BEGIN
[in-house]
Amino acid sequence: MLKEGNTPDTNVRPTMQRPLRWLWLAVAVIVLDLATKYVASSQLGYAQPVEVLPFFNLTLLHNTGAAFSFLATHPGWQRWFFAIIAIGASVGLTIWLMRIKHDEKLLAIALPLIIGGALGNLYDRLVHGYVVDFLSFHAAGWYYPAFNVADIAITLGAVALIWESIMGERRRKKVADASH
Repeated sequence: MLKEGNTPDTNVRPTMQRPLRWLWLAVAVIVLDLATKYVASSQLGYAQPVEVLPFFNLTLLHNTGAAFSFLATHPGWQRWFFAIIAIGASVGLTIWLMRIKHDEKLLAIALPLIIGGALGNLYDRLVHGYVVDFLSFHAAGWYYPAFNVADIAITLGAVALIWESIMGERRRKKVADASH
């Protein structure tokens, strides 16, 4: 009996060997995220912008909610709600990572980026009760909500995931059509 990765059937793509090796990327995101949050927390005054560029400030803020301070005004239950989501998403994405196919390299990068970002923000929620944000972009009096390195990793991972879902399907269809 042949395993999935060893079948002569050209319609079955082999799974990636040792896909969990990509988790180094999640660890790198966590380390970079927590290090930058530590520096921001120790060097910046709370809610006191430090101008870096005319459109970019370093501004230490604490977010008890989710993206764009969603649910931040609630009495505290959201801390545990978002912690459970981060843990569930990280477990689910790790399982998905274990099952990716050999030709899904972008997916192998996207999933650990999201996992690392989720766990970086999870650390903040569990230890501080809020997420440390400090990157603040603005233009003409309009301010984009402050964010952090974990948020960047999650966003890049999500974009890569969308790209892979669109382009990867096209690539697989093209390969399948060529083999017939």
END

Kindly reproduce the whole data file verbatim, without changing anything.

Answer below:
[in-house]
Amino acid sequence: MLKEGNTPDTNVRPTMQRPLRWLWLAVAVIVLDLATKYVASSQLGYAQPVEVLPFFNLTLLHNTGAAFSFLATHPGWQRWFFAIIAIGASVGLTIWLMRIKHDEKLLAIALPLIIGGALGNLYDRLVHGYVVDFLSFHAAGWYYPAFNVADIAITLGAVALIWESIMGERRRKKVADASH
Repeated sequence: MLKEGNTPDTNVRPTMQRPLRWLWLAVAVIVLDLATKYVASSQLGYAQPVEVLPFFNLTLLHNTGAAFSFLATHPGWQRWFFAIIAIGASVGLTIWLMRIKHDEKLLAIALPLIIGGALGNLYDRLVHGYVVDFLSFHAAGWYYPAFNVADIAITLGAVALIWESIMGERRRKKVADASH
């Protein structure tokens, strides 16, 4: 009996060997995220912008909610709600990572980026009760909500995931059509 990765059937793509090796990327995101949050927390005054560029400030803020301070005004239950989501998403994405196919390299990068970002923000929620944000972009009096390195990793991972879902399907269809 042949395993999935060893079948002569050209319609079955082999799974990636040792896909969990990509988790180094999640660890790198966590380390970079927590290090930058530590520096921001120790060097910046709370809610006191430090101008870096005319459109970019370093501004230490604490977010008890989710993206764009969603649910931040609630009495505290959201801390545990978002912690459970981060843990569930990280477990689910790790399982998905274990099952990716050999030709899904972008997916192998996207999933650990999201996992690392989720766990970086999870650390903040569990230890501080809020997420440390400090990157603040603005233009003409309009301010984009402050964010952090974990948020960047999650966003890049999500974009890569969308790209892979669109382009990867096209690539697989093209390969399948060529083999017939």